Purpose: To describe, in a group of patients with moderately advanced retinitis pigmentosa (RP), the prevalence of cystoid macular edema (CME), the variation in foveal thickness over a 48-week period, the correlation of visual acuity (VA) with retinal thickness, and the lack of response of CME to lutein administration.
Methods: Optical coherence tomography (OCT) imaging of the macula and clinical examination were evaluated for 77 eyes of 39 patients with RP over 11 months, with a scan done every 6 weeks.
Results: The prevalence of CME, defined by cysts visible on OCT, was 49%. Bilateral CME was present in 44% of patients (17 of 39), and an additional two patients had unilateral CME. Central retinal thickness varied little over the 48 weeks. Sixty-six percent of the eyes with CME had VA of 20/40 or better. The eyes with CME with VA worse than 20/40 had either greater degrees of thickening or in fact had lower thickness measures. For the eyes without CME, the eyes with VA worse than 20/40 tended to have lower retinal thickness than the eyes with VA of 20/40 or better. VA was highly concordant between eyes, and did not differ significantly between the groups with and without CME. Lutein did not show a statistically significant effect on retinal thickness in the patients with or without CME, nor was such an effect observed in subgroups of patients with vision better or worse than 20/40.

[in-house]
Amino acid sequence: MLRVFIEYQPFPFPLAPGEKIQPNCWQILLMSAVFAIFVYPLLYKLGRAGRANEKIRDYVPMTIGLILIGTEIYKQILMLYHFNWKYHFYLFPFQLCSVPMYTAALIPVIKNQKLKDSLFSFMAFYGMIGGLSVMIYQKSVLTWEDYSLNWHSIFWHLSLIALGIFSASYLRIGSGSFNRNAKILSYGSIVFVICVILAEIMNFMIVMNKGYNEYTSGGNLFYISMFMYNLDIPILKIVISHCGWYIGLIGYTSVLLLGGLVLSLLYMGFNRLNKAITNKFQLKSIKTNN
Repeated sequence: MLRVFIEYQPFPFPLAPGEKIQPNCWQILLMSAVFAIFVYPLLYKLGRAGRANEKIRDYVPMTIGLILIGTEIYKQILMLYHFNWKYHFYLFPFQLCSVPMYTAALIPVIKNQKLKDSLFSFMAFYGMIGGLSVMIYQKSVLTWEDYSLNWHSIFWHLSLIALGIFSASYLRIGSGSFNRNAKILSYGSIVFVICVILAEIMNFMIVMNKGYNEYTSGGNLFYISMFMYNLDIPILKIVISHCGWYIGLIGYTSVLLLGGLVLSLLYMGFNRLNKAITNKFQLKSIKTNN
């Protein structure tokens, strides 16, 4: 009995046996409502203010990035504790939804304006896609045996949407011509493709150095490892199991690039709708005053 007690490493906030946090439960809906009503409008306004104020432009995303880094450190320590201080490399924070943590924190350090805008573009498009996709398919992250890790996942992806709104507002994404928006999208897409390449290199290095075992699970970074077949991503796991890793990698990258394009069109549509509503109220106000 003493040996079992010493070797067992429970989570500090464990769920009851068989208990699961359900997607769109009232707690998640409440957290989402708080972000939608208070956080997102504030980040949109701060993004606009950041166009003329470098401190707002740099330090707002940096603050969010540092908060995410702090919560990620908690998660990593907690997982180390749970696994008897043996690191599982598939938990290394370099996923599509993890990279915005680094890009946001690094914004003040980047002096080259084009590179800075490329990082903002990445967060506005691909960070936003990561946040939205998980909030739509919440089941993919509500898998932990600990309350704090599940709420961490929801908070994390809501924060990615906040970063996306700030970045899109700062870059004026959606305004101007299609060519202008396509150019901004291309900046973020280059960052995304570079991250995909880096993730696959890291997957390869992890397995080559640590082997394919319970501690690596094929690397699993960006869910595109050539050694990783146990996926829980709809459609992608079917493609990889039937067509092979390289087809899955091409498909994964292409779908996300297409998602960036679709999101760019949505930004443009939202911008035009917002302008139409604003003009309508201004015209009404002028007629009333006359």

Conclusion: The prevalence rate of CME is higher than in previous reports, perhaps because the patients had some preserved macular vision and because of the use of a definition based on OCT findings. Retinal thickness remains fairly stable over time, both in eyes with CME and in eyes without CME.